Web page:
How to Become A Priest

Some Christian religions and many non-Christian religions such as Hinduism, Shinto and Judaism have priests. This article provides information about how to become a priest in a Christian religion and focuses on information from three specific faiths – the Catholic Church, the Episcopal Church and the Orthodox Church of America. Most Christian religions in the U.S. have ministers rather than priests, but the process to become one is similar.

What does it take to become a priest?

In almost all major U.S. religions, a student has to obtain, attend, and participate in the following to become a priest:

  • A bachelor’s degree. Disciplines for this 4-year degree can include history, philosophy, communications, English, general studies and, of course, religious studies, but degrees in other disciplines may also be acceptable.
  • A professional degree. Depending on the denomination, this 3-5 year graduate degree usually culminates in a degree such as Master of Divinity, Master of Theology, Master of Theological Studies, Master of Arts in Religion or Master of Sacred Theology.
  • Seminary. Most students attend a seminary for graduate-level programs. The Orthodox Church of America also allows high school students to attend seminary concurrent with earning their bachelor’s and master’s degrees.
  • Supervised ministry. Most graduate programs either include a supervised ministry component or else students are required to complete supervised ministry following graduation.
  • Ordination. Through this process, the priest’s church “invests the individual with pastoral authority” to perform ceremonies such as baptisms, marriages and to hear confessions, if appropriate.
  • What kind of course work does a student who wants to become a priest take?

    Course work can vary by program and school or seminary, but common themes run throughout most programs and generally include the following:

    • New and Old Testament
    • History of Christianity
    • American Christianity
    • Prophetic literature
    • God and creation
    • Singing the faith
    • Religion and politics
    • Religion and human sexuality
    • Jewish scripture
    • Introduction to Islam
    • Ethics and fundamental moral theology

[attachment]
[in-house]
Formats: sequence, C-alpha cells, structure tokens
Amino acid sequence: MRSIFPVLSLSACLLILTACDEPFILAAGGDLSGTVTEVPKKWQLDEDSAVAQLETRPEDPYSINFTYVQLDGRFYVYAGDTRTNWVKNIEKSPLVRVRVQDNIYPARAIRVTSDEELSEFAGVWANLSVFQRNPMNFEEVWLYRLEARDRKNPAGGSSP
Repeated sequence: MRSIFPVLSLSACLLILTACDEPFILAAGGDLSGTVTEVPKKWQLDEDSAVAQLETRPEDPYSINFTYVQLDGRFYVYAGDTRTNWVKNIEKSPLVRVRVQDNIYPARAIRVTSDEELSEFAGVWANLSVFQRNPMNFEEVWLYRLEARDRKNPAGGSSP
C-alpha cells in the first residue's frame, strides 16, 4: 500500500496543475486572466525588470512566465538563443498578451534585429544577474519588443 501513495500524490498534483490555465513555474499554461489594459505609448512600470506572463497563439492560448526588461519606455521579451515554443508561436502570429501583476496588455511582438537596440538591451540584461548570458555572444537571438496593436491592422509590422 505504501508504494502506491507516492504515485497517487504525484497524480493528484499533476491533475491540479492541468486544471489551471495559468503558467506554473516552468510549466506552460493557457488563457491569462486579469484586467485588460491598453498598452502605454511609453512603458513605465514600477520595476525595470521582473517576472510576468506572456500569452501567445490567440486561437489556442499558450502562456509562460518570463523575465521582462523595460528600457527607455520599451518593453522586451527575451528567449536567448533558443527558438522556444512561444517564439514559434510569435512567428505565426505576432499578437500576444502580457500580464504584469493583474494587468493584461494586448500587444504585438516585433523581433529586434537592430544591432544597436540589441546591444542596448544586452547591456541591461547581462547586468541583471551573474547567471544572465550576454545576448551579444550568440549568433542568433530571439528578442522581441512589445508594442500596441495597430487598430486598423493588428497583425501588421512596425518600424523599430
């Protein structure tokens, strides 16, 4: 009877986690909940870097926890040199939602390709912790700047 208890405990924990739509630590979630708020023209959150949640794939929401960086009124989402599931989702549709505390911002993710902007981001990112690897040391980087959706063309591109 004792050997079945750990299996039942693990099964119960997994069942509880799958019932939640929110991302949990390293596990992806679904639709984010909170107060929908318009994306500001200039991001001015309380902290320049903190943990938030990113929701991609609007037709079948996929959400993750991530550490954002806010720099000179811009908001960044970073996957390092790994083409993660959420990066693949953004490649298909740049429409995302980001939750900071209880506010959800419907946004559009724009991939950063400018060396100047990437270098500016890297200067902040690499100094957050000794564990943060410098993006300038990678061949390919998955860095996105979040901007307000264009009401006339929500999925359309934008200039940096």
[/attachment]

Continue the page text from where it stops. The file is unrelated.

• Spirituality
    • Evangelism
    • Canon law
    • Pastoral ministry
    • Parish administration

    Some Master of Divinity programs also have concentrations such as Biblical Interpretations, Youth and Student Ministries, Pastoral Studies, Biblical Counseling, and Worldview and Apologetics.

    Are classes “one faith fits all”?

    Differences in programs to become a priest depend on the Christian denomination and the requirements for its priests as well as the specific school or seminary. Seminaries are usually either nondenominational or aligned with a specific Christian denomination. Seminaries and schools that are supported by a specific faith offer course work that is in line with their beliefs, which may differ somewhat from others. Some schools require attendance at religious services as part of their curriculum, which could create problems for a student if he or she practices a different religion. A list of theological seminaries and their faith affiliations is available online.

    There may be slight variations in the length of the professional degree programs and what course work is taught, but the important components that are uniformly stressed across all faiths are a willingness to offer your life in service to God, an understanding of your faith, and a desire to share it with others.


    Course Listings for MDiv, Episcopal Divinity School
    Frequently Asked Questions About Hinduism, Sri Siva Vishnu Temple
    How to Become a Shinto Priest April 13, 2006 Encyclopedia of Shinto
    Joseph Kitagawa Excerpt: Priesthood in the History of Religions 2007 Catherine of Siena Virtual College
    Master of Divinity 2013 Yale University Divinity School
    MDiv Degree Program Saint Tikhon’s Orthodox Theological Seminary
    Procedure to Become a Priest 2013 Orthodox Church in America
    Program of Priestly Formation Seton Hall University
    National Religious Vocation Conference Sixteen Questions About Church Vocations 2013 Catholic Religious Vocation Network
    The Big List of Theological Seminaries 2013